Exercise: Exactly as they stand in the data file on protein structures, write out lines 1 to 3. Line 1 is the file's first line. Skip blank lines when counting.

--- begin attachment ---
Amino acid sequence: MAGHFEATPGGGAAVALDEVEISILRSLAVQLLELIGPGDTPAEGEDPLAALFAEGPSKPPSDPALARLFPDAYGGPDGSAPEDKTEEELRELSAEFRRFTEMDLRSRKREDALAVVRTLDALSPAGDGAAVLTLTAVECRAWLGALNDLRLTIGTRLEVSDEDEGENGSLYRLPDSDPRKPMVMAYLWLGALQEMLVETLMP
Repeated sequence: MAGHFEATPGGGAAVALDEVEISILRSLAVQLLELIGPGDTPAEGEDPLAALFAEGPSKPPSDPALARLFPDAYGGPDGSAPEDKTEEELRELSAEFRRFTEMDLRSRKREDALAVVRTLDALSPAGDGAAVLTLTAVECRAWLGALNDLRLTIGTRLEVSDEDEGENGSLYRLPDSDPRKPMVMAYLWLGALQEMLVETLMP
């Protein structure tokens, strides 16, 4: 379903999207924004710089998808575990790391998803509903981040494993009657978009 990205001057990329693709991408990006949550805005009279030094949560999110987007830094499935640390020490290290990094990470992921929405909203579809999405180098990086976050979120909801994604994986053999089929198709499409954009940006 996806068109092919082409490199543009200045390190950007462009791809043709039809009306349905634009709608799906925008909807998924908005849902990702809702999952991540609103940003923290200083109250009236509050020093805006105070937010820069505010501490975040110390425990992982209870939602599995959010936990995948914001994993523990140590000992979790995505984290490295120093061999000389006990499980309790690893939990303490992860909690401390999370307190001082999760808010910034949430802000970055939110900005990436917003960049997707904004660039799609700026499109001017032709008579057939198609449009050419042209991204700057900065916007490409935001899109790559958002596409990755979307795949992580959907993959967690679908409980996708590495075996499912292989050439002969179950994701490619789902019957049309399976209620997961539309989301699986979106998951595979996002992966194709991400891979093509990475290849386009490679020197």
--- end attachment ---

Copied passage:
Amino acid sequence: MAGHFEATPGGGAAVALDEVEISILRSLAVQLLELIGPGDTPAEGEDPLAALFAEGPSKPPSDPALARLFPDAYGGPDGSAPEDKTEEELRELSAEFRRFTEMDLRSRKREDALAVVRTLDALSPAGDGAAVLTLTAVECRAWLGALNDLRLTIGTRLEVSDEDEGENGSLYRLPDSDPRKPMVMAYLWLGALQEMLVETLMP
Repeated sequence: MAGHFEATPGGGAAVALDEVEISILRSLAVQLLELIGPGDTPAEGEDPLAALFAEGPSKPPSDPALARLFPDAYGGPDGSAPEDKTEEELRELSAEFRRFTEMDLRSRKREDALAVVRTLDALSPAGDGAAVLTLTAVECRAWLGALNDLRLTIGTRLEVSDEDEGENGSLYRLPDSDPRKPMVMAYLWLGALQEMLVETLMP
């Protein structure tokens, strides 16, 4: 379903999207924004710089998808575990790391998803509903981040494993009657978009 990205001057990329693709991408990006949550805005009279030094949560999110987007830094499935640390020490290290990094990470992921929405909203579809999405180098990086976050979120909801994604994986053999089929198709499409954009940006 996806068109092919082409490199543009200045390190950007462009791809043709039809009306349905634009709608799906925008909807998924908005849902990702809702999952991540609103940003923290200083109250009236509050020093805006105070937010820069505010501490975040110390425990992982209870939602599995959010936990995948914001994993523990140590000992979790995505984290490295120093061999000389006990499980309790690893939990303490992860909690401390999370307190001082999760808010910034949430802000970055939110900005990436917003960049997707904004660039799609700026499109001017032709008579057939198609449009050419042209991204700057900065916007490409935001899109790559958002596409990755979307795949992580959907993959967690679908409980996708590495075996499912292989050439002969179950994701490619789902019957049309399976209620997961539309989301699986979106998951595979996002992966194709991400891979093509990475290849386009490679020197």